Emily Stone,
LICSW

 

In a world that feels very uncertain, there is one thing that is certain- going back to school this fall will be different. Schools across the country are deciding whether to continue with remote learning, to go back to school in person, or move to a hybrid model of both options. No matter what your views are as a parent, a teacher, or just a concerned citizen, the discussions around what school should look like in the fall have been passionate. 

These discussions have opened up conversations across the world around “what is best” for kids. The truth is, we do not know “what is best.” We do not know when things will get better. We do not know how kids will react or feel going to school in person or staying at home to learn. We do not know what impact this time period will have on children in the future.


Despite the unknowns, there are a few things that we do know. We know that kids are resilient. We know kids can cope with uncertainty if met with the right resources and support to do so. We know that kids can overcome difficult things when adults believe that they can. We know kids can build a community when they are shown that there is value in collaboration.

In order to get through this next big decision regarding education in the fall, we need to believe in our kids. While they may be small, their hearts are big. They know so much about the world around them and what it means to be a human that we may have forgotten along our journey to becoming an adult.

We know that kids are resilient. We know kids can cope with uncertainty if met with the right resources and support to do so. We know that kids can overcome difficult things when adults believe that they can.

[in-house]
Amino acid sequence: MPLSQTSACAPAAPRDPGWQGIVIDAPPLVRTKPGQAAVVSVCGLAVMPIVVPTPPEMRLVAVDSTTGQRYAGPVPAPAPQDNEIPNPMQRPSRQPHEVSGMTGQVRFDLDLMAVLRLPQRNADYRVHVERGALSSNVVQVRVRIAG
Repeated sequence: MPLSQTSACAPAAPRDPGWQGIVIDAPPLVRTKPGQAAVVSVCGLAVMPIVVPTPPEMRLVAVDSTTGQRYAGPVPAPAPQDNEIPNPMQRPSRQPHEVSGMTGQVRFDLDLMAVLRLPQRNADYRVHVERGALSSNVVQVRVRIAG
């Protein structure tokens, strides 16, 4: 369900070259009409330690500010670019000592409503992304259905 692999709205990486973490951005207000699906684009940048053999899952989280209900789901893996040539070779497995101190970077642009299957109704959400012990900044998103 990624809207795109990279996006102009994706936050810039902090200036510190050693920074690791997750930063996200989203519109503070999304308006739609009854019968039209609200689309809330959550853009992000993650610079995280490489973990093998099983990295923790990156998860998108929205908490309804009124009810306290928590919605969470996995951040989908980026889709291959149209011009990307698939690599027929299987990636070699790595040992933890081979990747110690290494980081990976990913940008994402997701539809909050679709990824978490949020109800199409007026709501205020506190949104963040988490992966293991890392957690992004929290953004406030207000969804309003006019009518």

Behavioral Challenges in the “Classroom”

While every child’s schooling and “classroom” in the fall is going to be different, we know that we will be faced with challenges, particularly around children’s behavior and emotions. Kids are struggling with heightened anxiety, low levels of drive and excitement, increases in frustration and anger, and difficulties regulating emotions. Some children may have a lot of questions or may be ignoring the current concerns all together. Some kids may be begging for social interactions with peers, while others may be isolating and avoiding talking with others. These challenges are all to be expected. We know children thrive from routine, consistency, and safety- all of which are missing right now. Coping with these behaviors and emotions in a way that fosters resilience and builds a sense of community will be what helps children not only get through this chapter of their lives, but any challenge that the future throws their way. No matter what the learning environment for a child looks like in the fall, resilience and community can be developed and practiced anywhere.